What happened next?
Jordyn wasn’t sure.
But the party went on. Will gave her more of those beautiful endless kisses; he fed them to her, each one delicious and perfect, filling her up with delight and satisfaction.
Actually, a lot of folks were kissing. You couldn’t walk beneath a tree without having to ease around an embracing couple. And why not? It was only natural for everyone to be feeling happy and affectionate at a wedding. High spirits ruled on this special, joyous, romantic night…
The next morning, in her bed at Strickland’s Boarding House, Jordyn woke to discover that an army of mean little men with pickaxes had taken up residence in her brain.
For several minutes, she lay very still with her eyes closed, waiting for her stomach to stop lurching and the little men with the axes to knock off attacking the inside of her skull. Finally, breathing slowly and evenly through her nose, she opened her eyes and stared at the ceiling.
The wrong ceiling…
Her pained grimace became a frown.
With great care, she turned her head toward the nightstand at her side. It was rustic, that nightstand, of what appeared to be reclaimed, beautifully worked old wood. It bore no resemblance to the simple pasteboard one she had at the boardinghouse. A clock stood on that nightstand—not her clock.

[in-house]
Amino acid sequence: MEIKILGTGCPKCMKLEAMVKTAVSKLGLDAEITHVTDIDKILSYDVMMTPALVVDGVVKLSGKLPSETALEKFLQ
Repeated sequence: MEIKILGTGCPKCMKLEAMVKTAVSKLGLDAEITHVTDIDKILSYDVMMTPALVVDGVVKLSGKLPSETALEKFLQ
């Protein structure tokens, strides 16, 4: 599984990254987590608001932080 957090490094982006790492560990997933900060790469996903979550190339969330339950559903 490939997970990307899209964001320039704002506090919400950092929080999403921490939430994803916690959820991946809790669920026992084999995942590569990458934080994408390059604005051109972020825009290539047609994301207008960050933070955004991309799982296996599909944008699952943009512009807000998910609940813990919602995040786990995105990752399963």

And wait a minute. How could it possibly be past noon?
Her stomach did a forward roll. She swallowed down a spurt of acid and carefully, tortuously, rolled her head the other way.
Dear, sweet Mary and baby Jesus. Will.
She blinked, looked away—and looked back again.
He was still there, still sound asleep beside her, lying on his stomach with his face turned away from her, his hair night-black against the white pillow. His strong arms and broad, muscular shoulders were bare. So was his powerful back tapering down to his tight waist. Below that, she couldn’t be sure. The sheet covered the rest of him.
The sight of Will Clifton possibly naked right next to her in the bed that was not her bed was the final straw. Her stomach rebelled.
With a cry of abject wretchedness and total mortification, she threw back the covers and raced for the open door that led to the bathroom.
The slamming of the bathroom door woke Will.